The Cascades at George Crosby Manitou State Park
The Cascades at George Crosby Manitou State Park

The High Falls of the Baptism River

From George Crosby Manitou, it’s a short 15-mile drive to Tettegouche State Park. This is my favorite Minnesota state park and a must-see for Minnesota residents and visitors alike. Along with some of the most majestic features on Lake Superior’s shoreline, Tettegouche features the highest waterfall completely within the boundaries of the state of Minnesota.

The High Falls can be reached by following the trail along the Baptism River from the Visitor Center or from the main trailhead inland beyond the Baptism River Campground. A parking permit is required for the main trailhead. If you didn’t get one from one of the other parks on your waterfall tour, you can purchase one in the modern Visitor Center.

Whichever way you take to the High Falls, don’t miss a side trip to the swinging bridge and Two Step Falls. There are steps down to Two Step Falls on both sides of the river and both are worth the climb out. Expect mud and maybe some ice along the trail. The best practice for muddy trails is to embrace the mud so we don’t widen the trail and damage the supporting plant life along the trail. Bring extra socks and footwear you don’t mind getting dirty.

Tettegouche State Park Trail Map and Guide

High Falls Rainbow during high flow at Tettegouche State Park.

Bonus waterfalls most people miss

Illgen Falls

Like George Crosby Manitou, you could spend an entire day, if not a week, in Tettegouche state park. Here are a couple more waterfalls that most people miss.

As you’re making your way from George Crosby Manitou, you’ll find a gravel pull-off along Highway 1, approximately 1.5 miles from Highway 61. The pull-off will be on your right if you’re heading toward the lake. Once parked, follow the well-worn path to Illgen Falls. It’s an easy hike and less than a mile round trip.

Back inside the park boundaries, you won’t want to miss The Cascades of the Baptism River. These are an easy side trip to add to your hike to the High Falls from the Visitor Center. From the Visitor Center, cross over the bridge that connects the park entrance to the main trailhead. Shortly after you cross the bridge, lakeside, you’ll see a sign to The Cascades. Follow the trail upstream on the opposite side of the river you took to the High Falls. The trail dead-ends at The Cascades. Don’t be surprised if you have the place to yourself during non-peak times.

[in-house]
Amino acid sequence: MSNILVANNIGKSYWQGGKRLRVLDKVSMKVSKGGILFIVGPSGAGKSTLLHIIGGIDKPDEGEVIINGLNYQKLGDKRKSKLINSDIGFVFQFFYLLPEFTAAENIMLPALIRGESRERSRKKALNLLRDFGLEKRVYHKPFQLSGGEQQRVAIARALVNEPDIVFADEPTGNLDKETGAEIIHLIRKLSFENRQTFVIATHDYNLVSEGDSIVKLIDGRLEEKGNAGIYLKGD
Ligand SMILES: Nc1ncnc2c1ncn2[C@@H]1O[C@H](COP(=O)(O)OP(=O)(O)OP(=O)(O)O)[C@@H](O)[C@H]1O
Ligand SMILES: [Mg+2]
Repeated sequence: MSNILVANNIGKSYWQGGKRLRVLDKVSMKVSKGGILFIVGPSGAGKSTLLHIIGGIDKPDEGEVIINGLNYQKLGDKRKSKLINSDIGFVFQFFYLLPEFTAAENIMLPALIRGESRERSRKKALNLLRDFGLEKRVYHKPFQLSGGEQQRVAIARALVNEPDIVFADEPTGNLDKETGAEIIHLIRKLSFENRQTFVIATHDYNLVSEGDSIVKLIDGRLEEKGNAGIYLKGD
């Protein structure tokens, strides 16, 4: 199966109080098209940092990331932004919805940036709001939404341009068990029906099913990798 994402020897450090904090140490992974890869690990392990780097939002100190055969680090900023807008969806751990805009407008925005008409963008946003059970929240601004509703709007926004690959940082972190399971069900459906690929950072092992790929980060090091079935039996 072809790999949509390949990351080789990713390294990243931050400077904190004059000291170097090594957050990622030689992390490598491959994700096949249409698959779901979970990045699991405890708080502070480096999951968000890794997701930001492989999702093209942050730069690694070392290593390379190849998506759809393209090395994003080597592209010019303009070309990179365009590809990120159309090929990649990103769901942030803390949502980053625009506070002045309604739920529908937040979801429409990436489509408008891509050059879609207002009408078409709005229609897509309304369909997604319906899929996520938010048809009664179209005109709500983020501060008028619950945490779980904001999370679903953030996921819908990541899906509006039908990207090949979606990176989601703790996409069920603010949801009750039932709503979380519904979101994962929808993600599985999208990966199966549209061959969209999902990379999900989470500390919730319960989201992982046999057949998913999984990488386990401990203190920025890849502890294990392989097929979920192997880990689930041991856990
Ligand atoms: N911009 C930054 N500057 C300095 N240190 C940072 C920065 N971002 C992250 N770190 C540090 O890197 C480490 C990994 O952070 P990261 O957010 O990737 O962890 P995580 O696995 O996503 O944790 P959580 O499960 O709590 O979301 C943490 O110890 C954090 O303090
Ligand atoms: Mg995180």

High Falls of the Pigeon River

91 miles up the north shore you’ll arrive at the Canadian Border and Grand Portage State Park. The High Falls of the Pigeon River are among my favorite falls in Minnesota—and as I think about it, among the best in the world. If you go on a sunny day, look for rainbows in the powerful spray.

The hike to the High Falls is an easy one-mile round trip and mostly paved. Stop along the way to read interpretive signs about the Ojibwe’s beautiful relationship to these lands. There are several landings with overlooks you won’t want to miss when you arrive at the falls.

If you’re up for an adventure, the Middle Falls Trail is a rugged voyage. Expect plenty of mud and the solitude that comes with it. This trail is challenging, so bring plenty of snacks and water.

As you make your way back, continue past the Visitor Center, parking lot, and selfie station to find a historic site that details the history of the international boundary between the US and Canada. It took me 15 years to discover this hidden gem. It’s a short hike and you don’t want to miss it.

Grand Portage State Park Trail Map and Guide

After visiting these waterfalls in Minnesota, you’ll want to return again and again. You’ll want to see them cloaked in fall colors and freshly fallen snow. You’ll want to see them after heavy rains and during times of drought. And despite the long winters and buggy summers, you’ll swear up and down that Minnesota’s arrowhead is among the most beautiful and majestic places in the world.

Editor’s note: Google map locations are approximate, see links above for detailed information.

Holly Scherer is a Minnesota-based writer, photographer, outdoorswoman, and guide. She’s most at home in the great outdoors; camping, hiking, paddling, cycling, and gardening. When she’s not on an adventure, she and her husband live in the Twin Cities where they’re fond of saying, “home is where we store our outdoor gear.”